for National Geographic News
Earth's magnetic field is fading. Today it is about 10 percent weaker than it was when German mathematician Carl Friedrich Gauss started keeping tabs on it in 1845, scientists say.
If the trend continues, the field may collapse altogether and then reverse. Compasses would point south instead of north.
Not surprisingly, Hollywood has already seized on this new twist in the natural-disaster genre. Last year Tinseltown released The Core, a film in which the collapse of Earth's magnetic field leads to massive electrical storms, blasts of solar radiation, and birds incapable of navigation.
Entertainment value aside, the portrayal wasn't accurate, according to scientists who say the phenomenon of Earth's fading magnetic field is no cause to worry.
"The field has reversed many times in the past, and life didn't stop," said Gary Glatzmaier, an earth scientist and magnetic field expert at the University of California, Santa Cruz.
Glatzmaier is keeping an eye on our planet's weakening magnetic field as he tries to learn more about how Earth's geodynamo works. The geodynamo is the mechanism that creates our planet's magnetic field, maintains it, and causes it to reverse.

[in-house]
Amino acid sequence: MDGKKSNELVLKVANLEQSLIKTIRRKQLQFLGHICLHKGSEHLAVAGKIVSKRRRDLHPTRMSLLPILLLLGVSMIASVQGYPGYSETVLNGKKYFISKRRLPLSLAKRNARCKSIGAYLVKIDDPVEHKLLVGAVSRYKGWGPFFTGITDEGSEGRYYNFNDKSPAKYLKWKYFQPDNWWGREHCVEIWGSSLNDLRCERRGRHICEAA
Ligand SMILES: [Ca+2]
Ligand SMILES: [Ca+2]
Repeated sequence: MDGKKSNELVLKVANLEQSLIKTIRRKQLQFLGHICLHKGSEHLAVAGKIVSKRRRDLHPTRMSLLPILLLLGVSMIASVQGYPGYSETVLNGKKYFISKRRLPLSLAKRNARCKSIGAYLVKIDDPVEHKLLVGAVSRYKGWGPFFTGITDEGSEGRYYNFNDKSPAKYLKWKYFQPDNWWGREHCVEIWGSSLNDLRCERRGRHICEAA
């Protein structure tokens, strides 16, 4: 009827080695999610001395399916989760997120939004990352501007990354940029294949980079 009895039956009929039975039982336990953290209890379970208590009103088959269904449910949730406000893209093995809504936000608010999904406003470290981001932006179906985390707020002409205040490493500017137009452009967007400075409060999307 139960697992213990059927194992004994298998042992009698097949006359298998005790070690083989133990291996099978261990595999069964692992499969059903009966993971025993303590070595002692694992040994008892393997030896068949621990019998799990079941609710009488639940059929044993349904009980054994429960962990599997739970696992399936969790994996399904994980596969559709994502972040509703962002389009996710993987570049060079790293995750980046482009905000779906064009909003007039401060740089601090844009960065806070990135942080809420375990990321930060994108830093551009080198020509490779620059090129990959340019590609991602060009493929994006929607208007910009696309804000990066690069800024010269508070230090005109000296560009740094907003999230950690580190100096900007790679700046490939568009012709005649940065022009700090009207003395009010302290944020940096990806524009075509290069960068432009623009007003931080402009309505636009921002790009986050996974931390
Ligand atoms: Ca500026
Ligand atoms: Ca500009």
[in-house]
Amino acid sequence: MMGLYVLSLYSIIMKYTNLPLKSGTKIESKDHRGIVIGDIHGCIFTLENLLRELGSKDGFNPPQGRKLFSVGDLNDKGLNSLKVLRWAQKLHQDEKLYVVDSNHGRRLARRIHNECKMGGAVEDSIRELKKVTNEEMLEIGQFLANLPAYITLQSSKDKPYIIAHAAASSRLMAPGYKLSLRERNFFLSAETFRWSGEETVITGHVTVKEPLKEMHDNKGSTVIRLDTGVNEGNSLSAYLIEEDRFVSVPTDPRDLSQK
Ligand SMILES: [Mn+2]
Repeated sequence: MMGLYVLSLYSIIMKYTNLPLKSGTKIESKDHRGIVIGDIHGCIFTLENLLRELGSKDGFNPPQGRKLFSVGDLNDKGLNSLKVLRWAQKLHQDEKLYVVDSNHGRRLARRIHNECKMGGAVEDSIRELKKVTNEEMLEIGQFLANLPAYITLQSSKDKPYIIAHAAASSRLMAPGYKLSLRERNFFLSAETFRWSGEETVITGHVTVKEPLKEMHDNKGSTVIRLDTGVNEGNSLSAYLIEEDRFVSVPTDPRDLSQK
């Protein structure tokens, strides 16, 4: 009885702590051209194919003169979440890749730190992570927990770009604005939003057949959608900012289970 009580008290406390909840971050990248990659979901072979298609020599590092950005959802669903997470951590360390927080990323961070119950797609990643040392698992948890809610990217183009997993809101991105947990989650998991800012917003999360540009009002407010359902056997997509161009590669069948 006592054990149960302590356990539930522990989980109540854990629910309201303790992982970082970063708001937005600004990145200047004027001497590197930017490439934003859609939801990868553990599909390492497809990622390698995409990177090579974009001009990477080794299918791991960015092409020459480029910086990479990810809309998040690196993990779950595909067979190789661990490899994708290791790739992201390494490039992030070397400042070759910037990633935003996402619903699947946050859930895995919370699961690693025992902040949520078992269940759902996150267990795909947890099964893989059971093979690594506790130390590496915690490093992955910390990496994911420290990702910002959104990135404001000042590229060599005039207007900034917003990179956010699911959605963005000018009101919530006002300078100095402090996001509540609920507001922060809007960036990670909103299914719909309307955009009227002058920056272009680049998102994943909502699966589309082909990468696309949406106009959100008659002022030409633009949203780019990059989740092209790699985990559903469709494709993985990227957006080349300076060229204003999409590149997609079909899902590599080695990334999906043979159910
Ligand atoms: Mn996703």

Earth's geodynamo creates a magnetic field that shields most of the habited parts of our planet from charged particles that come mostly from the sun. The field deflects the speeding particles toward Earth's Poles.
Without our planet's magnetic field, Earth would be subjected to more cosmic radiation. The increase could knock out power grids, scramble the communications systems on spacecraft, temporarily widen atmospheric ozone holes, and generate more aurora activity.
A number of Earth's creatures, including some birds, turtles, and bees, rely on Earth's magnetic field to navigate. The field is in constant flux, scientists say. But even without it, life on Earth will continue, researchers say.
"There are small fluctuations, which lead to nothing, and large ones, which we know from the geologic record are associated with reversals," said Peter Olson, a geophysicist at Johns Hopkins University in Baltimore, Maryland.
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